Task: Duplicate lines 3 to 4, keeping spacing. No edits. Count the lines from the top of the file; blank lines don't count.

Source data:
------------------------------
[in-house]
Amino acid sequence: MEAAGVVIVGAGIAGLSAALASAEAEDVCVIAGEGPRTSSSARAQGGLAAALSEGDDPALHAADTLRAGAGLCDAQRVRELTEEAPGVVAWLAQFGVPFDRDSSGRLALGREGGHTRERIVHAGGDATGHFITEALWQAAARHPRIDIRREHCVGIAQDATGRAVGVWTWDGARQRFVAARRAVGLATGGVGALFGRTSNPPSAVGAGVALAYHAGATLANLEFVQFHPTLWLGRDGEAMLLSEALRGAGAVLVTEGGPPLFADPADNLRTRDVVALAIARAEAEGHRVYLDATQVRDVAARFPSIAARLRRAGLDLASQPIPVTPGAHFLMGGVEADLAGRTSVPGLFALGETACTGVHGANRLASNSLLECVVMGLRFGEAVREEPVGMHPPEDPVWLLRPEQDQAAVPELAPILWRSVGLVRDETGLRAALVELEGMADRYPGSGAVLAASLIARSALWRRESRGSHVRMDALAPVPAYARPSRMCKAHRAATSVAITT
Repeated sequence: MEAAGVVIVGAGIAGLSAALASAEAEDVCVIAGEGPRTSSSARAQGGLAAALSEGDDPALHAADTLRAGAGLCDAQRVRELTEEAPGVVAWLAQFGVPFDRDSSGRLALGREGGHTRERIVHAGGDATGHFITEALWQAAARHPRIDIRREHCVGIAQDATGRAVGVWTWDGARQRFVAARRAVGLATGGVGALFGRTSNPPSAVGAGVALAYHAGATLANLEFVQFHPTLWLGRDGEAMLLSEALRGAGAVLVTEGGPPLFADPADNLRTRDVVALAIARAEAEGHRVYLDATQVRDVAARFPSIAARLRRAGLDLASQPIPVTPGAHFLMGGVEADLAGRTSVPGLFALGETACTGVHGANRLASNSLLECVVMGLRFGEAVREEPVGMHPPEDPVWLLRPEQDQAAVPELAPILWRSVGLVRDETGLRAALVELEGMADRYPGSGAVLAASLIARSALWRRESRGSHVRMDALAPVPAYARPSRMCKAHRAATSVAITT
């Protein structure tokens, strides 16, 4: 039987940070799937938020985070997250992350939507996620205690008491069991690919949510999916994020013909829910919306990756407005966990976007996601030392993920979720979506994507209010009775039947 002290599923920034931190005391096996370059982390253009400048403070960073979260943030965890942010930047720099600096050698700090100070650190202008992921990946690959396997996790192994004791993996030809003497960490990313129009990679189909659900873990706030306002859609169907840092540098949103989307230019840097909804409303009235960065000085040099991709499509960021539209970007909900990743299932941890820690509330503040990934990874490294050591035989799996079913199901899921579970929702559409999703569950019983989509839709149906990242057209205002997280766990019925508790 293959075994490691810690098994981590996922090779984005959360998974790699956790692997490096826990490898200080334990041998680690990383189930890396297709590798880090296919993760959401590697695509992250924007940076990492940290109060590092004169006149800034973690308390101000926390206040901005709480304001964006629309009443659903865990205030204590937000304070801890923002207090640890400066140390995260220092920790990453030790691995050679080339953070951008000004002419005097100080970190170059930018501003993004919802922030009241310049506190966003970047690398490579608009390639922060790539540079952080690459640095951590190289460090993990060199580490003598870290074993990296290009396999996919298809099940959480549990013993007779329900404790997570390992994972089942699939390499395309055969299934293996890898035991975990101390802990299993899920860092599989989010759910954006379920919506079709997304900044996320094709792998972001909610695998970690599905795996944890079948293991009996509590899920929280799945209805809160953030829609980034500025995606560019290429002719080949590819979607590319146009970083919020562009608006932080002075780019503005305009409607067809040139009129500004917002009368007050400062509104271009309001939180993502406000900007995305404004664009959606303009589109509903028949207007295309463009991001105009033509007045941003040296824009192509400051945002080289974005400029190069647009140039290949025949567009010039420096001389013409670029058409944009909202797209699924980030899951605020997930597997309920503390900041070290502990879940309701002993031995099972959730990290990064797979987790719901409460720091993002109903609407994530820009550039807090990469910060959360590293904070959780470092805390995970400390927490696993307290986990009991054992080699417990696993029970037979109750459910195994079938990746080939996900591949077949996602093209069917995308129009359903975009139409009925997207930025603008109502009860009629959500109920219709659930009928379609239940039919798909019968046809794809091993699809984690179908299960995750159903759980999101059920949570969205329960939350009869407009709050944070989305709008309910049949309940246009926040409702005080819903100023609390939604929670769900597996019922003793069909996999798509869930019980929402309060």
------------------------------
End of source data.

Repeated sequence: MEAAGVVIVGAGIAGLSAALASAEAEDVCVIAGEGPRTSSSARAQGGLAAALSEGDDPALHAADTLRAGAGLCDAQRVRELTEEAPGVVAWLAQFGVPFDRDSSGRLALGREGGHTRERIVHAGGDATGHFITEALWQAAARHPRIDIRREHCVGIAQDATGRAVGVWTWDGARQRFVAARRAVGLATGGVGALFGRTSNPPSAVGAGVALAYHAGATLANLEFVQFHPTLWLGRDGEAMLLSEALRGAGAVLVTEGGPPLFADPADNLRTRDVVALAIARAEAEGHRVYLDATQVRDVAARFPSIAARLRRAGLDLASQPIPVTPGAHFLMGGVEADLAGRTSVPGLFALGETACTGVHGANRLASNSLLECVVMGLRFGEAVREEPVGMHPPEDPVWLLRPEQDQAAVPELAPILWRSVGLVRDETGLRAALVELEGMADRYPGSGAVLAASLIARSALWRRESRGSHVRMDALAPVPAYARPSRMCKAHRAATSVAITT
């Protein structure tokens, strides 16, 4: 039987940070799937938020985070997250992350939507996620205690008491069991690919949510999916994020013909829910919306990756407005966990976007996601030392993920979720979506994507209010009775039947 002290599923920034931190005391096996370059982390253009400048403070960073979260943030965890942010930047720099600096050698700090100070650190202008992921990946690959396997996790192994004791993996030809003497960490990313129009990679189909659900873990706030306002859609169907840092540098949103989307230019840097909804409303009235960065000085040099991709499509960021539209970007909900990743299932941890820690509330503040990934990874490294050591035989799996079913199901899921579970929702559409999703569950019983989509839709149906990242057209205002997280766990019925508790 293959075994490691810690098994981590996922090779984005959360998974790699956790692997490096826990490898200080334990041998680690990383189930890396297709590798880090296919993760959401590697695509992250924007940076990492940290109060590092004169006149800034973690308390101000926390206040901005709480304001964006629309009443659903865990205030204590937000304070801890923002207090640890400066140390995260220092920790990453030790691995050679080339953070951008000004002419005097100080970190170059930018501003993004919802922030009241310049506190966003970047690398490579608009390639922060790539540079952080690459640095951590190289460090993990060199580490003598870290074993990296290009396999996919298809099940959480549990013993007779329900404790997570390992994972089942699939390499395309055969299934293996890898035991975990101390802990299993899920860092599989989010759910954006379920919506079709997304900044996320094709792998972001909610695998970690599905795996944890079948293991009996509590899920929280799945209805809160953030829609980034500025995606560019290429002719080949590819979607590319146009970083919020562009608006932080002075780019503005305009409607067809040139009129500004917002009368007050400062509104271009309001939180993502406000900007995305404004664009959606303009589109509903028949207007295309463009991001105009033509007045941003040296824009192509400051945002080289974005400029190069647009140039290949025949567009010039420096001389013409670029058409944009909202797209699924980030899951605020997930597997309920503390900041070290502990879940309701002993031995099972959730990290990064797979987790719901409460720091993002109903609407994530820009550039807090990469910060959360590293904070959780470092805390995970400390927490696993307290986990009991054992080699417990696993029970037979109750459910195994079938990746080939996900591949077949996602093209069917995308129009359903975009139409009925997207930025603008109502009860009629959500109920219709659930009928379609239940039919798909019968046809794809091993699809984690179908299960995750159903759980999101059920949570969205329960939350009869407009709050944070989305709008309910049949309940246009926040409702005080819903100023609390939604929670769900597996019922003793069909996999798509869930019980929402309060």